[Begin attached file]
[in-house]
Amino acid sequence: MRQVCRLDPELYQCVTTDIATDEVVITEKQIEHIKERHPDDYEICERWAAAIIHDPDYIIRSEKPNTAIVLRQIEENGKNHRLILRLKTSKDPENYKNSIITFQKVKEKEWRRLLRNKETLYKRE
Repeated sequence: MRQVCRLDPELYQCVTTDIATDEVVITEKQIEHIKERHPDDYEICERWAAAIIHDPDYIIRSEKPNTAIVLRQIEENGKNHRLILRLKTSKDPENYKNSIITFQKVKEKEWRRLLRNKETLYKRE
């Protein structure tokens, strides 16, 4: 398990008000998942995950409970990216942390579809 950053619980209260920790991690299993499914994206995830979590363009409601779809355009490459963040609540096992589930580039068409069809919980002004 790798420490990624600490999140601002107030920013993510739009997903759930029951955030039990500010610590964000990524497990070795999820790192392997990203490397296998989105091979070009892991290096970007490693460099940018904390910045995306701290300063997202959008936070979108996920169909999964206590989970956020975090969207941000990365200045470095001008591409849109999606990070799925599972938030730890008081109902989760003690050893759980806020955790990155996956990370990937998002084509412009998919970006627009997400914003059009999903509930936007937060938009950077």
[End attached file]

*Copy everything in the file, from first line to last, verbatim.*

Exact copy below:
[in-house]
Amino acid sequence: MRQVCRLDPELYQCVTTDIATDEVVITEKQIEHIKERHPDDYEICERWAAAIIHDPDYIIRSEKPNTAIVLRQIEENGKNHRLILRLKTSKDPENYKNSIITFQKVKEKEWRRLLRNKETLYKRE
Repeated sequence: MRQVCRLDPELYQCVTTDIATDEVVITEKQIEHIKERHPDDYEICERWAAAIIHDPDYIIRSEKPNTAIVLRQIEENGKNHRLILRLKTSKDPENYKNSIITFQKVKEKEWRRLLRNKETLYKRE
């Protein structure tokens, strides 16, 4: 398990008000998942995950409970990216942390579809 950053619980209260920790991690299993499914994206995830979590363009409601779809355009490459963040609540096992589930580039068409069809919980002004 790798420490990624600490999140601002107030920013993510739009997903759930029951955030039990500010610590964000990524497990070795999820790192392997990203490397296998989105091979070009892991290096970007490693460099940018904390910045995306701290300063997202959008936070979108996920169909999964206590989970956020975090969207941000990365200045470095001008591409849109999606990070799925599972938030730890008081109902989760003690050893759980806020955790990155996956990370990937998002084509412009998919970006627009997400914003059009999903509930936007937060938009950077």